NEWS
May 13, 1988 | BETTY CUNIBERTI, Times Staff Writer
During the planning of President Reagan's forthcoming summit trip to Moscow, White House aide Tom Griscom found himself standing with Soviet officials last March in a Moscow open-air pet market, packed shoulder to shoulder with people hawking "fish, dogs, chickens, cats, you name it." "It was almost a panic situation," added Jim Hooley, director of the presidential advance, who thought the experience most resembled "being in a disco fire." While the traveling team of a dozen top U.S.
BUSINESS
November 10, 1991 | JONATHAN PETERSON, TIMES STAFF WRITER
For more than 100 years, workers at the Red October chocolate factory have strived to add a dollop of sweetness to the often bitter reality of life in the Soviet Union. And for most of the time they have done so as a state-owned enterprise, the largest candy manufacturer in all of Russia. But today, Red October is on the verge of a change as revolutionary as its name, which harks back to the Bolshevik takeover of the Soviet Union in the fall of 1917.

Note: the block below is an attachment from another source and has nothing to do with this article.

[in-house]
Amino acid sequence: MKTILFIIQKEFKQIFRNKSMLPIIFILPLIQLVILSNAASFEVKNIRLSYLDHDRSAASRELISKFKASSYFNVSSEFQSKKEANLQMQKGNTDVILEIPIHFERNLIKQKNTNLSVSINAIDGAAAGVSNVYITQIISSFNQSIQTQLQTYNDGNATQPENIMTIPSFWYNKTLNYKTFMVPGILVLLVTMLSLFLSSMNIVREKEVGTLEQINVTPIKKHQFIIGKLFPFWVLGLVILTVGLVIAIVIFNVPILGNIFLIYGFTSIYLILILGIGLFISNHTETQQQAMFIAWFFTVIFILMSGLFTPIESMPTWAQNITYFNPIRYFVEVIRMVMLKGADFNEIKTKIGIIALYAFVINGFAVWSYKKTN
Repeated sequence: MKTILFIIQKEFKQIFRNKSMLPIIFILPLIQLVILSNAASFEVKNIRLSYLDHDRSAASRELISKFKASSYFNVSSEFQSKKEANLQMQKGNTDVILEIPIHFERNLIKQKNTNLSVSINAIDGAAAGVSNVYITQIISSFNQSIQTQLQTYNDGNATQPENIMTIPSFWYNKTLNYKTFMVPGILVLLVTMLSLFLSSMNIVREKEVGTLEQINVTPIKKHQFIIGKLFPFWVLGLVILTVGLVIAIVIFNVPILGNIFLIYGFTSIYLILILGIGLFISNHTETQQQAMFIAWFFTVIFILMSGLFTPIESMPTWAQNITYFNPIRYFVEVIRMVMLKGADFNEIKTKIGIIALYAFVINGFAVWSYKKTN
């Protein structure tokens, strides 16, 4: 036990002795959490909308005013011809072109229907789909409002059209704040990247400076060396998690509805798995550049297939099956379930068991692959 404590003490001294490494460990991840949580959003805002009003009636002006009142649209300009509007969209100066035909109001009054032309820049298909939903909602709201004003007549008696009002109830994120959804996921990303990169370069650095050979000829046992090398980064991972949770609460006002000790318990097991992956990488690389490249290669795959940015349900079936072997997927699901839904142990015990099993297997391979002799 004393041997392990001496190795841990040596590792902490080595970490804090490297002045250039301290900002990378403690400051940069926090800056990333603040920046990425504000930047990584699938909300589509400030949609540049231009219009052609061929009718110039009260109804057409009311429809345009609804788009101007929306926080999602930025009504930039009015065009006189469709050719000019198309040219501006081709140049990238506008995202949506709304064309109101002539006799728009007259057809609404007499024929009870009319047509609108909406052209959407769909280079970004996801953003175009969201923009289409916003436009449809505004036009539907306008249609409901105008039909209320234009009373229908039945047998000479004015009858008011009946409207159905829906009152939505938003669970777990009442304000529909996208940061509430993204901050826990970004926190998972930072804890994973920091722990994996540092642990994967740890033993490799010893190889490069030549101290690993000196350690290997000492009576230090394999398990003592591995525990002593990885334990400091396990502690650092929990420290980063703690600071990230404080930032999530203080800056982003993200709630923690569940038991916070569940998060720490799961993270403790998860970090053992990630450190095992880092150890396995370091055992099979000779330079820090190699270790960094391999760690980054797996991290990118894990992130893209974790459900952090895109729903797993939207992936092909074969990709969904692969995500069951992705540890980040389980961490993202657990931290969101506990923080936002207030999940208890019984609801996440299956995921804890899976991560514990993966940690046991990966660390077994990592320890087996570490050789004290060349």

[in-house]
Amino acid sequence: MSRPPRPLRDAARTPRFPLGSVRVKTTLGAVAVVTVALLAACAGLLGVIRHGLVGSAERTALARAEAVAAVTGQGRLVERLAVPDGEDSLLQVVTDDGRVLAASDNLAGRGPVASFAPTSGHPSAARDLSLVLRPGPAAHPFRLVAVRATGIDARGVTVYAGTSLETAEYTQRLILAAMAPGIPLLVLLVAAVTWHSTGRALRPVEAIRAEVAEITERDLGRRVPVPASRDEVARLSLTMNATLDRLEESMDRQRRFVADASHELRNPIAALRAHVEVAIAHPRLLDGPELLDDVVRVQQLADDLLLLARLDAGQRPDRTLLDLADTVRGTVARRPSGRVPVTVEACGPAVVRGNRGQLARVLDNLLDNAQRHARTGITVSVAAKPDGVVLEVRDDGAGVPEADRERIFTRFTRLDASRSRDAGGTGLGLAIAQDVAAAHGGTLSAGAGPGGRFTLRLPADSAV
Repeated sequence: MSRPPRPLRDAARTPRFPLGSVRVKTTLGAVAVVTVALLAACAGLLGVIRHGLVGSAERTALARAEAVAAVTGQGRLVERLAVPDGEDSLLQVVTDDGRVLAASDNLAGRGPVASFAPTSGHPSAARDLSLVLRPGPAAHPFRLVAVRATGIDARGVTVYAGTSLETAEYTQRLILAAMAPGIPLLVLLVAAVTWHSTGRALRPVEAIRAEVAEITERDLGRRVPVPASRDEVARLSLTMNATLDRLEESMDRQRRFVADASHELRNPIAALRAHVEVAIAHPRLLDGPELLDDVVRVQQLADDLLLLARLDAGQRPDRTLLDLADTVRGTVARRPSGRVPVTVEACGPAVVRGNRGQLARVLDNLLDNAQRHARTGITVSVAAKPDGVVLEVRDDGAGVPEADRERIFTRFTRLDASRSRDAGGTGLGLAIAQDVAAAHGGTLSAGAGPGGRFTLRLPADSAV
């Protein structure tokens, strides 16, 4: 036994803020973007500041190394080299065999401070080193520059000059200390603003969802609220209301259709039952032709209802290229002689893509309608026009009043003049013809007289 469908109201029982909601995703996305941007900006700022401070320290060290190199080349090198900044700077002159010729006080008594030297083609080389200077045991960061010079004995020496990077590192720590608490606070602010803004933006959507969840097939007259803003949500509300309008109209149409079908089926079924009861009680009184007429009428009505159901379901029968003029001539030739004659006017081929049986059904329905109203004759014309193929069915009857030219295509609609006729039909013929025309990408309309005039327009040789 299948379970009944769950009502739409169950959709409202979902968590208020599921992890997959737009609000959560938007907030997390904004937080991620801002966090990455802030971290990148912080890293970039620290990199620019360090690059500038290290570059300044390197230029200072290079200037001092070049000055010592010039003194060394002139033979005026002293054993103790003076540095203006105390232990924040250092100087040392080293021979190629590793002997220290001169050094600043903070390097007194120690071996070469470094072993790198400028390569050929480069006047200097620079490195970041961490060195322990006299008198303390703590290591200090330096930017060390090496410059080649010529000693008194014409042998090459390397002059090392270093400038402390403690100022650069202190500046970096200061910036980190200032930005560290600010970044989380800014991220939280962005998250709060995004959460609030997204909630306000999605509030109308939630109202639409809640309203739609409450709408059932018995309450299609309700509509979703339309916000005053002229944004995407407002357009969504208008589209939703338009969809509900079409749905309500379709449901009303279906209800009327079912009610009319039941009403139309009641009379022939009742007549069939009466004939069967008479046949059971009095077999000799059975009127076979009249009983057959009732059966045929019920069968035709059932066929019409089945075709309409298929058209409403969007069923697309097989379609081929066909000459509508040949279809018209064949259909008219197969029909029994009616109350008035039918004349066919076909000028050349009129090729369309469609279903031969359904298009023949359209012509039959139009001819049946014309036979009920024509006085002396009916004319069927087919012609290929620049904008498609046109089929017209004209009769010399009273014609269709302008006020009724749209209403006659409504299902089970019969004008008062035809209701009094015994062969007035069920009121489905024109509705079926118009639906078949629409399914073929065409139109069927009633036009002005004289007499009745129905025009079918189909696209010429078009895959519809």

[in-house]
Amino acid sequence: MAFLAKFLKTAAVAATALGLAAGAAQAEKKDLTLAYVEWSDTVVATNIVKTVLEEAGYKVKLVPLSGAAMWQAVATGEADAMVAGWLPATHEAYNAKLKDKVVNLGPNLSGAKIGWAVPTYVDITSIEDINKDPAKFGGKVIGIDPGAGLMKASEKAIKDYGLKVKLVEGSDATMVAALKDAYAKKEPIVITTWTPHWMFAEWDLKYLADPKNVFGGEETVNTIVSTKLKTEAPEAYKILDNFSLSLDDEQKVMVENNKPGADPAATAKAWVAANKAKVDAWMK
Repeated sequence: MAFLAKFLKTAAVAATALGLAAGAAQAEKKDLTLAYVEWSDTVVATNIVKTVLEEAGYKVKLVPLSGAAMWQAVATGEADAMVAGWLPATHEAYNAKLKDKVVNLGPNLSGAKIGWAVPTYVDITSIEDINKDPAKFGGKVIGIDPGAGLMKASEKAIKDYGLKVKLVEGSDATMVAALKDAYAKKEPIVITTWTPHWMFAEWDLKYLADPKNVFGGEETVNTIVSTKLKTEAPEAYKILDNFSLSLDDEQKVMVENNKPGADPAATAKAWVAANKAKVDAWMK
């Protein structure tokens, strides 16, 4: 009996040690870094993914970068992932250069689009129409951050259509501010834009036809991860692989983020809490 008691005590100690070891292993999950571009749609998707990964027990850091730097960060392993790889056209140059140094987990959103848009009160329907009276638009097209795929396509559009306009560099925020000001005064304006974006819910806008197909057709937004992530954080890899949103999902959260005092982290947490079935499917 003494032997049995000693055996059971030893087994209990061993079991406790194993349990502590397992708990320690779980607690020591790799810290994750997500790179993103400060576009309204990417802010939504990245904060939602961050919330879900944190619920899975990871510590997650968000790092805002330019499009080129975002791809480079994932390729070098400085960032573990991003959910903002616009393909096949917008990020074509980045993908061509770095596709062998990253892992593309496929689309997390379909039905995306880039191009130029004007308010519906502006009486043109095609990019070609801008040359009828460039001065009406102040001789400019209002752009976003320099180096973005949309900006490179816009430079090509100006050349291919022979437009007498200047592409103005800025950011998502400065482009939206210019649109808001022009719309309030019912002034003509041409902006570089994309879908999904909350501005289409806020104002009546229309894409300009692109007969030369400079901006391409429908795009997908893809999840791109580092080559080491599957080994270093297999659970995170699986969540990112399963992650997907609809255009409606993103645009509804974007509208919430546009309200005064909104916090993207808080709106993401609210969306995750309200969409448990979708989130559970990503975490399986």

NEWS
June 1, 1988 | WILLIAM J. EATON, Times Staff Writer
First Lady Nancy Reagan, viewing the opulence and splendor of czarist palaces on a whirlwind tour of Leningrad, declared Tuesday that now she understands why the Russian people rose up in revolution. Mrs. Reagan gazed wide-eyed at the displays of pre-Soviet wealth, including diamond-encrusted blankets for royal horses and the jewel-topped snuff boxes of Catherine the Great. She made it clear that she has no sympathy for the communist system.